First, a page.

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From Benjamin De Boe <Benjamin.De...@intersystems.com>
Subject RE: UIMACPP and multi-threading
Date Mon, 25 Apr 2016 12:27:46 GMT
After some more debugging, it seems this is probably a garbage collection issue rather than
a multi-threading issue, although multiple threads may well increase the likelihood of it
happening.

We've found that there are two methods on the CPP side for cleaning up the memory used by
the CPP engine: destroyJNI() and destructorJNI(). destructorJNI() is called from the UimacppEngine:finalize()
method and only deletes the pInstance pointer, whereas destroyJNI() does a lot more work in
cleaning up what lies beyond and is called through UimacppEngine:destroy(), which in turn
is invoked from UimacppAnalysisComponent:finalize().

Now, the arcane magic in the GC process seems to first finish off the UimacppEngine helper
object (calling destructorJNI()) and then the UimacppAnalysisComponent instance that contained
the other one, with its destroyJNI() method then running into trouble because pInstance was
already deleted in destructorJNI(), causing the access violation we've been struggling with.


[logged as https://issues.apache.org/jira/browse/UIMA-4899 ]

There are a number of ways how we could work around this (such as just calling destroyJNI()
in both cases, exiting early if it's already cleaned up), but of course we'd hope someone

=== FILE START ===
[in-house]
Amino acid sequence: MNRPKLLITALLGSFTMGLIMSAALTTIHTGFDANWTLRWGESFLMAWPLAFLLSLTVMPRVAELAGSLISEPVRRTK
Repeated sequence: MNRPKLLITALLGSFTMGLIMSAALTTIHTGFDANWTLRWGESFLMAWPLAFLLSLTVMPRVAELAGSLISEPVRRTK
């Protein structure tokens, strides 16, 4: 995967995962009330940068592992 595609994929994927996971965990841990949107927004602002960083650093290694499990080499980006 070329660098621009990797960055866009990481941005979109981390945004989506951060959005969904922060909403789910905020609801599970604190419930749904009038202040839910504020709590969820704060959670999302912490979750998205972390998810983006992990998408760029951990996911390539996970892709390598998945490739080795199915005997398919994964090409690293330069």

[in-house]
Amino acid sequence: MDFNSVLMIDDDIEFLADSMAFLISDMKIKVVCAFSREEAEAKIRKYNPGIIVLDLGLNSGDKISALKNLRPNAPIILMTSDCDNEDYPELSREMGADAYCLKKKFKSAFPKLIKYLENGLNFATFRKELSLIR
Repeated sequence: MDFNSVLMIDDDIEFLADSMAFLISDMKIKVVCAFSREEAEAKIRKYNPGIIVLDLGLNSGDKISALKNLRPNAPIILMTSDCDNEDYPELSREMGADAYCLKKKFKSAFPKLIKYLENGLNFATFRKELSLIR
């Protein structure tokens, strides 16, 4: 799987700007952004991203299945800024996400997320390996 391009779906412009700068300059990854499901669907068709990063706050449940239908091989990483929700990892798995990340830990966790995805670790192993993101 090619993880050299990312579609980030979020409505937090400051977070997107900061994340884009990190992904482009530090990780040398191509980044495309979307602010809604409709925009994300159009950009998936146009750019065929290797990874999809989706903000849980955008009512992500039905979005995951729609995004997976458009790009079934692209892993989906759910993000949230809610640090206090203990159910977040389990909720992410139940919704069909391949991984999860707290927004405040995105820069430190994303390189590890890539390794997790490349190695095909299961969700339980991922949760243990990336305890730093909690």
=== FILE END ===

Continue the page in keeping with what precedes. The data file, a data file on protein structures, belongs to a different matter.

of the original UIMACPP team to weigh in and share the reasoning behind those two separate
methods and anything we're overlooking in our assessment. Anybody who can recommend what we
should do in the short run and how this might translate into a fixed UIMA / UIMACPP release
at some point? An out-of-the-box 64-bit UIMACPP release would probably benefit more than just
us (cf https://issues.apache.org/jira/browse/UIMA-4900).
 


Thanks,
benjamin

--
Benjamin De Boe | Product Manager
M: +32 495 19 19 27 | T: +32 2 464 97 33
InterSystems Corporation | http://www.intersystems.com

-----Original Message-----
From: Eddie Epstein [mailto:eaepstein@gmail.com] 
Sent: Thursday, April 7, 2016 1:58 PM
To: user@uima.apache.org
Subject: Re: UIMACPP and multi-threading

Standalone.java certainly does show threading issues with uimacpp's JNI.
The multithread testing thru the JNI, like the one I did a few days ago, was clearly not sufficient
to declare it thread safe.

Our local uimacpp development with regards thread safety was focused on multithread testing
for the development of uimacpp's native AMQ service wrapper.

If you do fix the JNI threading issues please consider contributing them back to ASF!
Eddie

On Tue, Apr 5, 2016 at 8:54 AM, Jos Denys <Jos.Denys@intersystems.com>
wrote:

> Hi Eddie,
>
> I worked on the CPP-side, and what I noticed was that the JNI 
> Interface always passes an instance pointer :
>
> JNIEXPORT void JNICALL JAVA_PREFIX(resetJNI) (JNIEnv* jeEnv, jobject
> joJTaf) {
>   try {
>     UIMA_TPRINT("entering resetDocument()");
>
>     uima::JNIInstance* pInstance = JNIUtils::getCppInstance(jeEnv,